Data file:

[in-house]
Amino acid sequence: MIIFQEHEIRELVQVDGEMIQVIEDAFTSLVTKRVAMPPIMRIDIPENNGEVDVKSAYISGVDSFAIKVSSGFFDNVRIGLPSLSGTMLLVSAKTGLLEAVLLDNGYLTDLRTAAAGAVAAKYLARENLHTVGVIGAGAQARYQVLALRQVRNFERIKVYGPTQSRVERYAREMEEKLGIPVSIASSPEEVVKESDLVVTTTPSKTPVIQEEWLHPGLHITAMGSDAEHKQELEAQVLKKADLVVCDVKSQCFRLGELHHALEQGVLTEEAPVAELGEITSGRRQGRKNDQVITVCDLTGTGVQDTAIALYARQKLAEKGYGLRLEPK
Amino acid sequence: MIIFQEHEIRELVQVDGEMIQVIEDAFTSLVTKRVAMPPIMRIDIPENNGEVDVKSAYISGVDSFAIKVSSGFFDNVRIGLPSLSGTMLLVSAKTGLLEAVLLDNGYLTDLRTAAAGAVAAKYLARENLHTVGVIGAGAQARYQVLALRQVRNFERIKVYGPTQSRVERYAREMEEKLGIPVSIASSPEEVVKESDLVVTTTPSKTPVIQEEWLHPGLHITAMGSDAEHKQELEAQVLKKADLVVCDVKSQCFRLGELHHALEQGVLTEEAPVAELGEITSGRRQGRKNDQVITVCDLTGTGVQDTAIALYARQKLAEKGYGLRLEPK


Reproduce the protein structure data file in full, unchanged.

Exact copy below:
[in-house]
Amino acid sequence: MIIFQEHEIRELVQVDGEMIQVIEDAFTSLVTKRVAMPPIMRIDIPENNGEVDVKSAYISGVDSFAIKVSSGFFDNVRIGLPSLSGTMLLVSAKTGLLEAVLLDNGYLTDLRTAAAGAVAAKYLARENLHTVGVIGAGAQARYQVLALRQVRNFERIKVYGPTQSRVERYAREMEEKLGIPVSIASSPEEVVKESDLVVTTTPSKTPVIQEEWLHPGLHITAMGSDAEHKQELEAQVLKKADLVVCDVKSQCFRLGELHHALEQGVLTEEAPVAELGEITSGRRQGRKNDQVITVCDLTGTGVQDTAIALYARQKLAEKGYGLRLEPK
Amino acid sequence: MIIFQEHEIRELVQVDGEMIQVIEDAFTSLVTKRVAMPPIMRIDIPENNGEVDVKSAYISGVDSFAIKVSSGFFDNVRIGLPSLSGTMLLVSAKTGLLEAVLLDNGYLTDLRTAAAGAVAAKYLARENLHTVGVIGAGAQARYQVLALRQVRNFERIKVYGPTQSRVERYAREMEEKLGIPVSIASSPEEVVKESDLVVTTTPSKTPVIQEEWLHPGLHITAMGSDAEHKQELEAQVLKKADLVVCDVKSQCFRLGELHHALEQGVLTEEAPVAELGEITSGRRQGRKNDQVITVCDLTGTGVQDTAIALYARQKLAEKGYGLRLEPK